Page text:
Second, on September 20, 2013, Schneider filed a motion for summary judgment on all claims as to it. Notice Def. Schneider Elec. USA, Inc.'s Mot. Summ. J. (" Schneider SJ Mot." ), ECF No. 333; see id., Ex. 1, Mem. Points & Auths. Supp. Def. Schneider Elec. USA, Inc.'s Mot. Summ. J. (" Schneider's Mem." ), ECF No. 333-1. The Plaintiffs filed their opposition on October 4, 2013. Pls.' Mem. Points & Auths. Opp'n Def. Schneider Elec. USA, Inc.'s Mot. Summ. J. (" Pls.' Schneider Opp'n" ), ECF No. 350. Schneider replied on October 18, 2013. Def. Schneider Elec. USA, Inc.'s Reply Br. Supp. Mot. Summ. J. (" Schneider's Reply" ), ECF No. 363.

Third, on September 20, 2013, Curtiss-Wright moved for summary judgment on all claims against it. Def. Curtiss-Wright Corp.'s Notice Mot. & Mot. Summ. J. Causation (" Curtiss-Wright SJ Mot." ), ECF No. 336; see id., Ex. 1, Def. Curtiss-Wright Corp.'s Mem. Points & Auths. Supp. Mot. Summ. J. Causation (" Curtiss-Wright's Mem." ), ECF No. 336-1. The Plaintiffs filed their opposition on October 4, 2013. Pls.' Mem. Points & Auths. Opp'n Def. Curtiss-Wright Corp.'s Mot. Summ. J. (" Pls.' Curtiss-Wright Opp'n" ), ECF No. 348. Curtiss-Wright replied on October 18, 2013. Def. Curtiss-Wright Corp.'s Reply Mem. Points & Auths. Supp. Mot. Summ. J. Causation (" Curtiss-Wright's Reply" ), ECF No. 366.

Fourth, on September 23, 2013, Eaton, individually and as successor-in-interest to Culter Hammer, Inc. (collectively " Eaton" ), moved for summary judgment on all claims as to it. Def. Eaton Corp., Individually & Successor-in-interest Cutler Hammer, Inc.'s Notice Mot. Summ. J. (" Eaton SJ Mot." ), ECF No. 341; see id., Ex. 1, Def. Eaton Corp., Individually & Successor-in-interest Cutler Hammer, Inc.'s Mot. Summ. J. Mem. Points & Auths. (" Eaton's Mem." ), ECF No. 341-1. The Plaintiffs filed an opposition memorandum on October 4, 2013. Pls.' Mem. Points & Auths. Opp'n Def. Eaton Corp.'s Mot. Summ. J. (" Pls.' Eaton Opp'n" ), ECF No. 349. Eaton replied on October 18, 2013. Def. Eaton Corp., Individually & Successor-in-interest Cutler Hammer, Inc.'s Reply Brief Supp. Mot. Summ. J. (" Eaton's Reply" ), ECF No. 364.

An oral hearing on these motions took place on September 5, 2014, and the Court took all issues under advisement. Minutes, Sept. 5, 2014, ECF No. 425. On September 10, the Court issued an order GRANTING the summary judgment motions brought by Schneider, ECF No. 333, and Eaton, ECF No. 341. Order, Sept. 10, 2014, ECF No. 426. The Court's order also requested further briefing from the Plaintiffs on the admissibility of the proffered expert testimony of Mark A. Thomson, whose opinions are central to the issues raised by UTC's and Curtiss-Wright's motions. Id. at 4. Responsive briefing was filed on September 19, 2014. See Further Expert Briefing Re: Mark Thomson's Daubert Admissibility Defs. United Techs. Corp. & Curtiss-Wright Corp. (" Thomson Daubert Mem." ), ECF No. 427.

B. Undisputed Facts[2]

Gerald Livingston was a career aircraft electrician with a history of service in the United States Air Force (" Air Force" ) . See Am. Compl. SI 29. He worked as an aircraft electrician for the Air Force at various bases from 1952 to 1961. Id. This period is the primary focus of the Plaintiffs' claims of exposure regarding UTC, Schneider, Curtiss-Wright, and Eaton. See Pls.' UTC Opp'n 1:2-3; Pls.' Schneider Opp'n 2:5-16; Pls.' Curtiss-Wright Opp'n 1:2-3; Pls.' Eaton Opp'n 2:5-16. In 1961, Livingston left active duty and served in the Air Force Reserve, continuing to work in some capacity as an aircraft electrician. See Am. Compl. ¶ 29.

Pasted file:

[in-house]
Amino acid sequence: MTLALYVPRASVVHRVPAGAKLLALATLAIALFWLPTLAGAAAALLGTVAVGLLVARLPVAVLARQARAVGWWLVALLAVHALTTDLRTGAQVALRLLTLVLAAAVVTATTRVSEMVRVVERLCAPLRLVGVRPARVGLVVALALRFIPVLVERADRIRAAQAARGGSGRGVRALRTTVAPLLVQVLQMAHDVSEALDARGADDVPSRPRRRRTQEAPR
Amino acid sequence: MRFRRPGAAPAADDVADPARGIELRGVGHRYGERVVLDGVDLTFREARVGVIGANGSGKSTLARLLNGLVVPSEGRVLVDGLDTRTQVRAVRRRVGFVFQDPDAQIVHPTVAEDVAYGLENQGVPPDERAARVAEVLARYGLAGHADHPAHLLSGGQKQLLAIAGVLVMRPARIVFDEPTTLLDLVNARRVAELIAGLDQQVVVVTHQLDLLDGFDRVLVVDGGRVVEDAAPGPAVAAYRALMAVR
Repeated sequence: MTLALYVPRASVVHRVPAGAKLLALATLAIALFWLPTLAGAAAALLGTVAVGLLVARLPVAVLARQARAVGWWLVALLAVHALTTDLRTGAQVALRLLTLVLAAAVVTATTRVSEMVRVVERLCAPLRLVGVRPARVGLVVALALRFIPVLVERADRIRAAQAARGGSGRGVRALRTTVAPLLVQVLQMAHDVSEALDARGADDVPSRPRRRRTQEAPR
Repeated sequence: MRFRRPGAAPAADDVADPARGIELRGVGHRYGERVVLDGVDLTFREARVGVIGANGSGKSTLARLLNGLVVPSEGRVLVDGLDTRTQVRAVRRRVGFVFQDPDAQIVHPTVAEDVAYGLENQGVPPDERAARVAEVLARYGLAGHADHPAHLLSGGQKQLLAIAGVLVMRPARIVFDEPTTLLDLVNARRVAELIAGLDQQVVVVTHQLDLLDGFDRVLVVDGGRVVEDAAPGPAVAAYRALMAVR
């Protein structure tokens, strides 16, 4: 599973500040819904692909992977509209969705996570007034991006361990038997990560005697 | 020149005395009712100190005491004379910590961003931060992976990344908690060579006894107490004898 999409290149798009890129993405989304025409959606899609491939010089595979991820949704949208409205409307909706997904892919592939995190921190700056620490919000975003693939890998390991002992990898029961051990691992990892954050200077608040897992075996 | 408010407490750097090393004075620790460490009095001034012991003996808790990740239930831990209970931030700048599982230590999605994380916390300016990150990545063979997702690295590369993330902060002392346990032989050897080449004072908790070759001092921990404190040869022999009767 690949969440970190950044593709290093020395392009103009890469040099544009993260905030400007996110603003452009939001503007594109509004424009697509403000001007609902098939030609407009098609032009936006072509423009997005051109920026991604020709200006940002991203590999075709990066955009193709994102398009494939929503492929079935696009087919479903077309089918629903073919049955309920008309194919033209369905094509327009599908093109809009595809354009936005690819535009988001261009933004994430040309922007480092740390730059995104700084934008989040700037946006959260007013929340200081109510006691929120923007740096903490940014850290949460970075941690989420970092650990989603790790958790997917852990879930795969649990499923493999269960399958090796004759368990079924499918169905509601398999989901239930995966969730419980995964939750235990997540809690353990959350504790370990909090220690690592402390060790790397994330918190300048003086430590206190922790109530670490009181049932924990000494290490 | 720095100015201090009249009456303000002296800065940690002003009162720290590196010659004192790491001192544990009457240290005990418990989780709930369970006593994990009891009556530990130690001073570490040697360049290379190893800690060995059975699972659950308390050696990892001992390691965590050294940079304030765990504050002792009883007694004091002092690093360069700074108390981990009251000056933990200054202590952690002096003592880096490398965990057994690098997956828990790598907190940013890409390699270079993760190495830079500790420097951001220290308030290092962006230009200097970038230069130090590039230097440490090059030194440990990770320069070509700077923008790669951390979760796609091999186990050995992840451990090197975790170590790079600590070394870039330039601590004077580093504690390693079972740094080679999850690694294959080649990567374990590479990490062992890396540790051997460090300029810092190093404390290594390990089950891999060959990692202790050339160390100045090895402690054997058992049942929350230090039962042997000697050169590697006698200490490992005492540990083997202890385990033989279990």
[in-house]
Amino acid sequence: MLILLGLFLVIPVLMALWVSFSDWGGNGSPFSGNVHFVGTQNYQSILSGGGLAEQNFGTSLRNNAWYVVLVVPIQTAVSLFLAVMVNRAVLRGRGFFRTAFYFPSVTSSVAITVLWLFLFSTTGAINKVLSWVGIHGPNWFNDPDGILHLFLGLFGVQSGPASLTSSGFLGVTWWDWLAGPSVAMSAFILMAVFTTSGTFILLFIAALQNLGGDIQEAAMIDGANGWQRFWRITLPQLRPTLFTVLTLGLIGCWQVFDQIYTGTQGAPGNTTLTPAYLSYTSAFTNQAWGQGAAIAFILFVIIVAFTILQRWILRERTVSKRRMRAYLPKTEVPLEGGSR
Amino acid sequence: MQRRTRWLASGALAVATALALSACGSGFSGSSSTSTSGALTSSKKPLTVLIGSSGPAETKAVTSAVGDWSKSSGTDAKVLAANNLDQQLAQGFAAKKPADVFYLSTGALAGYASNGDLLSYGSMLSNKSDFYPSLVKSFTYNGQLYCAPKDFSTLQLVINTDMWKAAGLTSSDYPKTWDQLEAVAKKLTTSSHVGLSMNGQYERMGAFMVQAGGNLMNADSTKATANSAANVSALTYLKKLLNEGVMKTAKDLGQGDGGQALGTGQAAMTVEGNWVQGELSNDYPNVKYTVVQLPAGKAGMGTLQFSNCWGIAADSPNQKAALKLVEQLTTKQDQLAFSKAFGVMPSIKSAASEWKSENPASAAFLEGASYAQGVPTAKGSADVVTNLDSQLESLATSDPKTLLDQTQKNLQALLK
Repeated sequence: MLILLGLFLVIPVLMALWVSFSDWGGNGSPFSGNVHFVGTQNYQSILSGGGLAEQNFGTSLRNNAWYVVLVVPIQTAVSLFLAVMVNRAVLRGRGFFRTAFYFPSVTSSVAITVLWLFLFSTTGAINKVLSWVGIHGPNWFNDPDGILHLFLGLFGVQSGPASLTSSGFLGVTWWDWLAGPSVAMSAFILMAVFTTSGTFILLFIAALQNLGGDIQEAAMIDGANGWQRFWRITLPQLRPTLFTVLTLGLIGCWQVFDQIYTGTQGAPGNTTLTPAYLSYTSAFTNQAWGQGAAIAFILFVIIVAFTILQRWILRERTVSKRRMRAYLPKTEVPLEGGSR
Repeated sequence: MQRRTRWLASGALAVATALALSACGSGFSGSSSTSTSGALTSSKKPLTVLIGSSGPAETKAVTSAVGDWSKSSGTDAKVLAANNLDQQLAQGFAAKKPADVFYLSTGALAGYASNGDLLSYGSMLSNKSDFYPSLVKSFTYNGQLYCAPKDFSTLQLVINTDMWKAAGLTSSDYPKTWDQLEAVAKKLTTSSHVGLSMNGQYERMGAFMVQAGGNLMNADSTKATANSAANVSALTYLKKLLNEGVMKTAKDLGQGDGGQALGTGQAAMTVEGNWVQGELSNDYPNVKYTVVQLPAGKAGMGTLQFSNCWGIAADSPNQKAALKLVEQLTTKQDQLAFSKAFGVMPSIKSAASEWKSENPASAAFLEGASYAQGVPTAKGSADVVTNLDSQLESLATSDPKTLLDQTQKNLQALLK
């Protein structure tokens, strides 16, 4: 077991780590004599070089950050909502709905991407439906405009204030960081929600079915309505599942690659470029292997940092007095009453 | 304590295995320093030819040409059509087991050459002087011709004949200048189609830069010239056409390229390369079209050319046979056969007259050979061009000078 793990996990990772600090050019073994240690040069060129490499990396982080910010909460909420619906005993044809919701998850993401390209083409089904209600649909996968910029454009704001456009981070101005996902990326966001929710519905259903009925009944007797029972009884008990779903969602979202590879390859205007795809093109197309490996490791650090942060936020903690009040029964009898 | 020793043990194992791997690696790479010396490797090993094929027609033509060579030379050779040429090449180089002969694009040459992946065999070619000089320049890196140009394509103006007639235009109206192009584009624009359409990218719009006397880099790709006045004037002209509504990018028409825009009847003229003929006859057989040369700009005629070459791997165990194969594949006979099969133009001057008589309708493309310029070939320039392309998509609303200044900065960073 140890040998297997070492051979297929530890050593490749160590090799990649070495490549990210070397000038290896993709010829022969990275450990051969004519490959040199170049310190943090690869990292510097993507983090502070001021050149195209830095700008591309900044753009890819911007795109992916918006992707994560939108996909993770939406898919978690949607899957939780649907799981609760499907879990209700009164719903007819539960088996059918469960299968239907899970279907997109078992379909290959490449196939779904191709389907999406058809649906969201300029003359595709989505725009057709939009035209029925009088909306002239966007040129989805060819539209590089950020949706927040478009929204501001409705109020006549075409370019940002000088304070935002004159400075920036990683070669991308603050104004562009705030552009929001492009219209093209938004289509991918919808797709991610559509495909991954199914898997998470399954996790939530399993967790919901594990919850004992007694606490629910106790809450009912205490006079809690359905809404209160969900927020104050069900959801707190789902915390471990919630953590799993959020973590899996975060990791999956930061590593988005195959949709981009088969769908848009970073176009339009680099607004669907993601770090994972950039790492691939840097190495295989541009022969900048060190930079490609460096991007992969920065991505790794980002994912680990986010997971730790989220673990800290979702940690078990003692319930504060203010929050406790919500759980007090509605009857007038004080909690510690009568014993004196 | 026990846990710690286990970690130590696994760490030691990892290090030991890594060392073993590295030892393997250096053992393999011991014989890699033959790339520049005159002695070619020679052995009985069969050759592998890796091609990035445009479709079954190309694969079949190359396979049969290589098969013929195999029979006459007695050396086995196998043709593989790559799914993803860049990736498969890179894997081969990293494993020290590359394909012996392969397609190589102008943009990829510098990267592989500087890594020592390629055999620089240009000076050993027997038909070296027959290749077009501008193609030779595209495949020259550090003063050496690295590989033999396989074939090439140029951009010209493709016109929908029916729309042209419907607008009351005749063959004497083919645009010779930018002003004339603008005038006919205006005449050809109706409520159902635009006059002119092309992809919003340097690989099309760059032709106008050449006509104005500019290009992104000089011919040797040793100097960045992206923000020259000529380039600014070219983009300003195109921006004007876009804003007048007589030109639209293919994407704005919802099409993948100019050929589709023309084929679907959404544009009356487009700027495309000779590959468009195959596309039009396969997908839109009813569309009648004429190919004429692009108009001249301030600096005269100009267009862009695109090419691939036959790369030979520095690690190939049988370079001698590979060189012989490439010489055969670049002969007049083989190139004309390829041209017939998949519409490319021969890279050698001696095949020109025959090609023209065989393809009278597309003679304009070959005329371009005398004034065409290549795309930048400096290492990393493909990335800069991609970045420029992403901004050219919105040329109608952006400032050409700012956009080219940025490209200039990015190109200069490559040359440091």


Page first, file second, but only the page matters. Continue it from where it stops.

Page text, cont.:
Livingston was qualified to perform comprehensive electrical work on several models of aircraft flown by the Air Force, including the Douglas C-54 and the Boeing B-29, B-47, B-49, and B-52. Pls.' Statement Genuine Issues Opp'n United Techs. Corp.'s Mot. Summ. J 3:13-20, ECF No. 347-1. Across the several bases where he worked during his ten years of service, Livingston testified that approximately sixty percent of his time was spent in an electrical shop working on individual > airplane components. Livingston Dep.[3] 210:1-213:4. The remaining forty percent of Livingston's work involved outdoor " flight line work," during which he would check or otherwise inspect an assembled aircraft alongside workers specialized in other trades and conducting simultaneous maintenance. See id. 212:16-21, 310:7-311:22.

In the electrical shop, Livingston specifically recalls working on engine starters, generators, and wiring. Id. at 458:20-459:23. While these parts were usually removed from their aircraft by other maintenance workers and brought to the electrical shop as stand-alone parts, Livingston remembered occasions when he would uninstall the parts himself. Id. at 518:10-520:8.

When parts were brought to the electrical shop by others or retrieved from inventory, it is unclear whether Livingston would have been able to identify from what aircraft model they came. Livingston testified that parts came into the shop with repair tags identifying " what aircraft that part came out of," and he specifically recalled seeing " [s]tarter tags." Id. at 238:8-24. On the other hand, Livingston later stated that he and his colleagues worked on parts without knowing which aircraft they were taken from or what the brand name, manufacturer, or supplier of the parts were. Id. at 459:24-460:14.